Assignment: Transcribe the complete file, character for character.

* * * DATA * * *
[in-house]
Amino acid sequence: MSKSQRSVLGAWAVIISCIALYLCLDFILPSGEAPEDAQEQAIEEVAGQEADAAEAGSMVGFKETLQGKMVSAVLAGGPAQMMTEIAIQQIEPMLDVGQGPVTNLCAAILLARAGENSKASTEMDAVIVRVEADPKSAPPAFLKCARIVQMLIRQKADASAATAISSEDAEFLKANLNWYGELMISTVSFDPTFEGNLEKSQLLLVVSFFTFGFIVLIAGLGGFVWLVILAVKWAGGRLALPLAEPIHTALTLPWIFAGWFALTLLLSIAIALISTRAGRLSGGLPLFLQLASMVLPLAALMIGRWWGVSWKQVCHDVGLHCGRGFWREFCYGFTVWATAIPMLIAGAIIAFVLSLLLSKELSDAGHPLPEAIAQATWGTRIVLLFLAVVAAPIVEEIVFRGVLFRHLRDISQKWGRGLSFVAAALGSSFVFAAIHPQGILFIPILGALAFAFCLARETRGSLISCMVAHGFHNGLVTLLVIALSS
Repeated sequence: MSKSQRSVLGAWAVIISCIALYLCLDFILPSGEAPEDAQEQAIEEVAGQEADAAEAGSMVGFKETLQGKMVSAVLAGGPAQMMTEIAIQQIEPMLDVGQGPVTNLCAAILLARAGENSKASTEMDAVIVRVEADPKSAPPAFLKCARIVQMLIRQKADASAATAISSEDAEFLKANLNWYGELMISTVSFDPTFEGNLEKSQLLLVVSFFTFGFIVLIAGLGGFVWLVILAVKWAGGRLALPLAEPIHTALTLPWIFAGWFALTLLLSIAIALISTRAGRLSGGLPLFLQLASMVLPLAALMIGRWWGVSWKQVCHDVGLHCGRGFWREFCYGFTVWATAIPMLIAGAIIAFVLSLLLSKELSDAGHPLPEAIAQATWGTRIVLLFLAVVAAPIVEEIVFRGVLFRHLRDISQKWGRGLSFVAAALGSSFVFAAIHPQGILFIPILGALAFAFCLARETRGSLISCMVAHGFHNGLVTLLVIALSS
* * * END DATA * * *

[in-house]
Amino acid sequence: MSKSQRSVLGAWAVIISCIALYLCLDFILPSGEAPEDAQEQAIEEVAGQEADAAEAGSMVGFKETLQGKMVSAVLAGGPAQMMTEIAIQQIEPMLDVGQGPVTNLCAAILLARAGENSKASTEMDAVIVRVEADPKSAPPAFLKCARIVQMLIRQKADASAATAISSEDAEFLKANLNWYGELMISTVSFDPTFEGNLEKSQLLLVVSFFTFGFIVLIAGLGGFVWLVILAVKWAGGRLALPLAEPIHTALTLPWIFAGWFALTLLLSIAIALISTRAGRLSGGLPLFLQLASMVLPLAALMIGRWWGVSWKQVCHDVGLHCGRGFWREFCYGFTVWATAIPMLIAGAIIAFVLSLLLSKELSDAGHPLPEAIAQATWGTRIVLLFLAVVAAPIVEEIVFRGVLFRHLRDISQKWGRGLSFVAAALGSSFVFAAIHPQGILFIPILGALAFAFCLARETRGSLISCMVAHGFHNGLVTLLVIALSS
Repeated sequence: MSKSQRSVLGAWAVIISCIALYLCLDFILPSGEAPEDAQEQAIEEVAGQEADAAEAGSMVGFKETLQGKMVSAVLAGGPAQMMTEIAIQQIEPMLDVGQGPVTNLCAAILLARAGENSKASTEMDAVIVRVEADPKSAPPAFLKCARIVQMLIRQKADASAATAISSEDAEFLKANLNWYGELMISTVSFDPTFEGNLEKSQLLLVVSFFTFGFIVLIAGLGGFVWLVILAVKWAGGRLALPLAEPIHTALTLPWIFAGWFALTLLLSIAIALISTRAGRLSGGLPLFLQLASMVLPLAALMIGRWWGVSWKQVCHDVGLHCGRGFWREFCYGFTVWATAIPMLIAGAIIAFVLSLLLSKELSDAGHPLPEAIAQATWGTRIVLLFLAVVAAPIVEEIVFRGVLFRHLRDISQKWGRGLSFVAAALGSSFVFAAIHPQGILFIPILGALAFAFCLARETRGSLISCMVAHGFHNGLVTLLVIALSS